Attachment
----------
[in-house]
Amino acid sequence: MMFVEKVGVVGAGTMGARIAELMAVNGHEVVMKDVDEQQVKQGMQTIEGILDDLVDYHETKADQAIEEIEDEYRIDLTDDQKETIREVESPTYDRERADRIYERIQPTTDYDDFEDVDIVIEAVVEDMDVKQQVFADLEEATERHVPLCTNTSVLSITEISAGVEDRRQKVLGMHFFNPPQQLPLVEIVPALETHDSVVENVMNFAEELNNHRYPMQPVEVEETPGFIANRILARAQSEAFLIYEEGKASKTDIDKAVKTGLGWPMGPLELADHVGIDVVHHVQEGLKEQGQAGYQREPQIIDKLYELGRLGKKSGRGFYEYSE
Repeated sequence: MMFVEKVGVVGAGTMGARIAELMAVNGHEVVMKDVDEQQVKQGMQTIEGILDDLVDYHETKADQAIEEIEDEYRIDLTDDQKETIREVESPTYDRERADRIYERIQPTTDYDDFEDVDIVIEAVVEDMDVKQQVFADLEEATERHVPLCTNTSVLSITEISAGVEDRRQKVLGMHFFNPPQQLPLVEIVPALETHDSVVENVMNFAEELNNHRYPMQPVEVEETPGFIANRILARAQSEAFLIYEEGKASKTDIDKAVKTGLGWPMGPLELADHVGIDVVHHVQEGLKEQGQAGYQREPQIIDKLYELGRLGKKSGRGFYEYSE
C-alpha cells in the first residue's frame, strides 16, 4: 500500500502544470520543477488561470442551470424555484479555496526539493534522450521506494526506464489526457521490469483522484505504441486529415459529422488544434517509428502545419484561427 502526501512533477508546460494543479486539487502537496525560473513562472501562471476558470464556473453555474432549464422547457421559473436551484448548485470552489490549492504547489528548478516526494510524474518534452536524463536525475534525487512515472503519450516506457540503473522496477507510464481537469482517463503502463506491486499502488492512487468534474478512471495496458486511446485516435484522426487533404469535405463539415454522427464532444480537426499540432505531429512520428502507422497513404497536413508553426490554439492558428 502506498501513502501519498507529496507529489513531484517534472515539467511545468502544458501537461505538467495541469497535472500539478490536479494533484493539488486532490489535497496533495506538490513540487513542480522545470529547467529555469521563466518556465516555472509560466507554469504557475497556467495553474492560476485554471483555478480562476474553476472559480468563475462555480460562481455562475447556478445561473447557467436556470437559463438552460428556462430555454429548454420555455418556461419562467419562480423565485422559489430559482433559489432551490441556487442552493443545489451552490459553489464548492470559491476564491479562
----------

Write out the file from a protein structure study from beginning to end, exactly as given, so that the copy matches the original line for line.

[in-house]
Amino acid sequence: MMFVEKVGVVGAGTMGARIAELMAVNGHEVVMKDVDEQQVKQGMQTIEGILDDLVDYHETKADQAIEEIEDEYRIDLTDDQKETIREVESPTYDRERADRIYERIQPTTDYDDFEDVDIVIEAVVEDMDVKQQVFADLEEATERHVPLCTNTSVLSITEISAGVEDRRQKVLGMHFFNPPQQLPLVEIVPALETHDSVVENVMNFAEELNNHRYPMQPVEVEETPGFIANRILARAQSEAFLIYEEGKASKTDIDKAVKTGLGWPMGPLELADHVGIDVVHHVQEGLKEQGQAGYQREPQIIDKLYELGRLGKKSGRGFYEYSE
Repeated sequence: MMFVEKVGVVGAGTMGARIAELMAVNGHEVVMKDVDEQQVKQGMQTIEGILDDLVDYHETKADQAIEEIEDEYRIDLTDDQKETIREVESPTYDRERADRIYERIQPTTDYDDFEDVDIVIEAVVEDMDVKQQVFADLEEATERHVPLCTNTSVLSITEISAGVEDRRQKVLGMHFFNPPQQLPLVEIVPALETHDSVVENVMNFAEELNNHRYPMQPVEVEETPGFIANRILARAQSEAFLIYEEGKASKTDIDKAVKTGLGWPMGPLELADHVGIDVVHHVQEGLKEQGQAGYQREPQIIDKLYELGRLGKKSGRGFYEYSE
C-alpha cells in the first residue's frame, strides 16, 4: 500500500502544470520543477488561470442551470424555484479555496526539493534522450521506494526506464489526457521490469483522484505504441486529415459529422488544434517509428502545419484561427 502526501512533477508546460494543479486539487502537496525560473513562472501562471476558470464556473453555474432549464422547457421559473436551484448548485470552489490549492504547489528548478516526494510524474518534452536524463536525475534525487512515472503519450516506457540503473522496477507510464481537469482517463503502463506491486499502488492512487468534474478512471495496458486511446485516435484522426487533404469535405463539415454522427464532444480537426499540432505531429512520428502507422497513404497536413508553426490554439492558428 502506498501513502501519498507529496507529489513531484517534472515539467511545468502544458501537461505538467495541469497535472500539478490536479494533484493539488486532490489535497496533495506538490513540487513542480522545470529547467529555469521563466518556465516555472509560466507554469504557475497556467495553474492560476485554471483555478480562476474553476472559480468563475462555480460562481455562475447556478445561473447557467436556470437559463438552460428556462430555454429548454420555455418556461419562467419562480423565485422559489430559482433559489432551490441556487442552493443545489451552490459553489464548492470559491476564491479562